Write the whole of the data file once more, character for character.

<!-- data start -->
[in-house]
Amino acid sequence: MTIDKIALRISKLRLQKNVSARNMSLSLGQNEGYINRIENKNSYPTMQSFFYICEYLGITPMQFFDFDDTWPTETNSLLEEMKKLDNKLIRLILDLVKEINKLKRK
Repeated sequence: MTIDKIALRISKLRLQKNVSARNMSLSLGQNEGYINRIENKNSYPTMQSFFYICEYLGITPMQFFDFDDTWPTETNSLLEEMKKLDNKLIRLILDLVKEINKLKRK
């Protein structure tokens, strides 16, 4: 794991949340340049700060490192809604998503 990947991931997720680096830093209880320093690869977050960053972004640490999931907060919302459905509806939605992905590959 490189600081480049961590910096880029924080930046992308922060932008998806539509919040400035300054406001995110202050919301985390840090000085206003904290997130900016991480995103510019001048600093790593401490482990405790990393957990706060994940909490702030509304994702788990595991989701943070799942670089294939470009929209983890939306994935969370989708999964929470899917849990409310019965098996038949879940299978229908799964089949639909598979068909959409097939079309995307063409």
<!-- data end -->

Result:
[in-house]
Amino acid sequence: MTIDKIALRISKLRLQKNVSARNMSLSLGQNEGYINRIENKNSYPTMQSFFYICEYLGITPMQFFDFDDTWPTETNSLLEEMKKLDNKLIRLILDLVKEINKLKRK
Repeated sequence: MTIDKIALRISKLRLQKNVSARNMSLSLGQNEGYINRIENKNSYPTMQSFFYICEYLGITPMQFFDFDDTWPTETNSLLEEMKKLDNKLIRLILDLVKEINKLKRK
């Protein structure tokens, strides 16, 4: 794991949340340049700060490192809604998503 990947991931997720680096830093209880320093690869977050960053972004640490999931907060919302459905509806939605992905590959 490189600081480049961590910096880029924080930046992308922060932008998806539509919040400035300054406001995110202050919301985390840090000085206003904290997130900016991480995103510019001048600093790593401490482990405790990393957990706060994940909490702030509304994702788990595991989701943070799942670089294939470009929209983890939306994935969370989708999964929470899917849990409310019965098996038949879940299978229908799964089949639909598979068909959409097939079309995307063409």